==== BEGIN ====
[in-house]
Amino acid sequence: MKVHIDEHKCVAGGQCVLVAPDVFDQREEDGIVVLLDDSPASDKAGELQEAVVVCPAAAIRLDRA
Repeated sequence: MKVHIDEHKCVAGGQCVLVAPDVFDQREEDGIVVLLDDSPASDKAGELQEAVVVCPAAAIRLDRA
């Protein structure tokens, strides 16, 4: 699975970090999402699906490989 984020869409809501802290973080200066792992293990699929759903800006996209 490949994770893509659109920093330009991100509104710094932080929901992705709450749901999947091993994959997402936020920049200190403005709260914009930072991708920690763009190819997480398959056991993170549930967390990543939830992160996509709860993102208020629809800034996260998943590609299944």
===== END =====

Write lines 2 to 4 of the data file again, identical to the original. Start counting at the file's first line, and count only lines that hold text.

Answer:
Amino acid sequence: MKVHIDEHKCVAGGQCVLVAPDVFDQREEDGIVVLLDDSPASDKAGELQEAVVVCPAAAIRLDRA
Repeated sequence: MKVHIDEHKCVAGGQCVLVAPDVFDQREEDGIVVLLDDSPASDKAGELQEAVVVCPAAAIRLDRA
């Protein structure tokens, strides 16, 4: 699975970090999402699906490989 984020869409809501802290973080200066792992293990699929759903800006996209 490949994770893509659109920093330009991100509104710094932080929901992705709450749901999947091993994959997402936020920049200190403005709260914009930072991708920690763009190819997480398959056991993170549930967390990543939830992160996509709860993102208020629809800034996260998943590609299944």